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Source: United Nations Educational Scientific and Cultural Organization (UNESCO)
18 April 1996
OPI/NYO/96 - 4E
18 April 1996


Paris, 18 April - To commemorate the approaching 2000th anniversary of the Nativity in Bethlehem, UNESCO, the Palestinian Authority and the Municipality of Bethlehem will unveil a major project this Sunday to restore this historic city of universal significance.

Known as Bethlehem 2000, the $2.26 million four-year project seeks to renovate the old city, restore its religious and historical monuments and highlight its contributions to civilisation. The opening at 3 p.m. 21 April of a photographic exhibit of this city's churches, 18th century homes and dilapidated market-place at the University of Bethlehem will inaugurate this project. In addition, UNESCO Director-General Federico Mayor will issue an appeal to the international community to back the project marking the debut of the Organization's promotional action for the rehabilitation and conservation of Bethlehem.

"As a pilot project, Bethlehem 2000 is also a chance to highlight, through an urban policy, some of the issues of culture, tourism and the economy which mark the rebirth of a society, and thereby place a new milestone on the road to a culture of peace in the Middle East," Mr Mayor says in the forward to the exhibit's catalogue.

This ancient city is not only the cradle of Christianity. Its vestiges date back to the Bronze Age. Rachel, Jacob's wife, is buried here. David, the King of Israel, was born here in the 10th century BC. Egyptians, Greeks, Romans, Crusaders and Ottomans have swept through its narrow stone streets.

Today, Bethlehem, 10 kilometres south of Jerusalem, is an over-built town of about 35,000 inhabitants, mostly Palestinian Christians. It is the victim of urban sprawl, pollution and the destructive effects of time and poverty. Telegraph poles, barbed wire and billboards disfigure the landscape. Tourist buses clog Manger Square.

Bethlehem 2000 plans to renovate the old town-centre to attract tourists and create jobs. The establishment of a workshop for the conservation and development of cultural heritage is another priority for Bethlehem's renaissance.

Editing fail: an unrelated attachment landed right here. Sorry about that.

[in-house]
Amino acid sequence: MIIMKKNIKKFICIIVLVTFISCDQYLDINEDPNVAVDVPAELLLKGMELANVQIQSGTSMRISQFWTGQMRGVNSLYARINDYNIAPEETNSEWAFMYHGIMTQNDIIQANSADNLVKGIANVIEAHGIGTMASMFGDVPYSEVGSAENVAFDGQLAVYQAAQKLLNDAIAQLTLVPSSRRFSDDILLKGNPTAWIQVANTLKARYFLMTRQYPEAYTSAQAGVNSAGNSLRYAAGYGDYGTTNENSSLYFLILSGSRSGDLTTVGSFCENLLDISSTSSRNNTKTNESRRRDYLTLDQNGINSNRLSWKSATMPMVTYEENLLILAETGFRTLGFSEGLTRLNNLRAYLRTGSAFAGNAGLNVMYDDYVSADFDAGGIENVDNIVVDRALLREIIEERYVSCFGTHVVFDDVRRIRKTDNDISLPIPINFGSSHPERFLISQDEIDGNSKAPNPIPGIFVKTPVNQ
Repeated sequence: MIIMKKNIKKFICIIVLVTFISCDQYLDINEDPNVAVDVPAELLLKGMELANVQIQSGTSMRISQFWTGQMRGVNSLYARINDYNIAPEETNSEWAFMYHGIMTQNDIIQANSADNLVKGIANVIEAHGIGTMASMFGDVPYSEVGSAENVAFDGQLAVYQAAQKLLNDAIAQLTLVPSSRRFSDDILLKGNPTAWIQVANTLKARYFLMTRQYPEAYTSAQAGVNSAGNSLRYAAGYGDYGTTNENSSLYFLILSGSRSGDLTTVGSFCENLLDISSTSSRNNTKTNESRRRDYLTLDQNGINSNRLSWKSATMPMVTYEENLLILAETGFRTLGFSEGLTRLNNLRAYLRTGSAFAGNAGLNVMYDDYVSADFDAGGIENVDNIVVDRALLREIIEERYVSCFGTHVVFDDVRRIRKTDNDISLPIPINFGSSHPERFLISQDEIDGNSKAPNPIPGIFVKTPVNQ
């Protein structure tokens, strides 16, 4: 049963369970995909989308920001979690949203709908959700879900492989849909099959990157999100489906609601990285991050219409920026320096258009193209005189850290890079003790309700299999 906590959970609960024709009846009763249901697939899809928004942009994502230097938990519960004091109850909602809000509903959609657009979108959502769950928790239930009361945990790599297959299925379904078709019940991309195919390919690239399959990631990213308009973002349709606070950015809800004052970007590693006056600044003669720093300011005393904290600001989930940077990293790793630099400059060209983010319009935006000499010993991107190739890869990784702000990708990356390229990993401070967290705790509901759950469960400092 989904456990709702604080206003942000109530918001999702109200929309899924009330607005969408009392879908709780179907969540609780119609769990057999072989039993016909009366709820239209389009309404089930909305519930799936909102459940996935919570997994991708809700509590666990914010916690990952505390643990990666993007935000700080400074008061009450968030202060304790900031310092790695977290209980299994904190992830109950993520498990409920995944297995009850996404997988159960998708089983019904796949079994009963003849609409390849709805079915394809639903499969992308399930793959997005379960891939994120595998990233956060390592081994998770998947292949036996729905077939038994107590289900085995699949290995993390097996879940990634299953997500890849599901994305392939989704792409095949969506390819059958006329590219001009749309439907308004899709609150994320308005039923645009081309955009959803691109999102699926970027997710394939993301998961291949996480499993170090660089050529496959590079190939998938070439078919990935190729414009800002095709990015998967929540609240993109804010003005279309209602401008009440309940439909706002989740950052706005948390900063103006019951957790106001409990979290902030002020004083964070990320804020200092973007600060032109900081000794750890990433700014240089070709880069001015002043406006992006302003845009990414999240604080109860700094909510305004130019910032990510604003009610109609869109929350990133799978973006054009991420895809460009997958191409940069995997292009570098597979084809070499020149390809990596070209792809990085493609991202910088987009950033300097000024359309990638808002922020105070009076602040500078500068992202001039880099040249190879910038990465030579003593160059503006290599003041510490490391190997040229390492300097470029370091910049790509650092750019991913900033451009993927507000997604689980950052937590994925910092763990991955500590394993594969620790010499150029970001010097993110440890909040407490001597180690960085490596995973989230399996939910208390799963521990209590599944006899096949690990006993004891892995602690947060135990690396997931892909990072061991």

At UNESCO-sponsored workshops, students from Al Najah and Bir Zeit Universities and the Paris-Belleville School of Architecture have outlined the old town's limits and identified five preliminary projects: redesigning the Square of the Nativity, restoring the central market, and building a new bus station, car park and low-cost housing. Their drawings, photographs and surveys will also be displayed at the exhibit.

The roving exhibit is a compendium of 80 photographs of Bethlehem's brightest treasures and bleakest corners. It is part of UNESCO's action to raise public awareness and financial support for Bethlehem 2000. After Bethlehem, the exhibit will travel to Haifa, Cairo, Athens, Rome, Tunis, Warsaw and other cities.

Bethlehem 2000 is one of 27 projects of the Programme of Assistance to the Palestinian People, established jointly by UNESCO and the Palestinian Authority last year. Valued at US$37 million, these projects emphasise five objectives: the development of Palestinian institutions in UNESCO's fields of competence; utilisation of human resources, job creation; consolidation of the Middle East peace process and the building of a modern society in former occupied territories.




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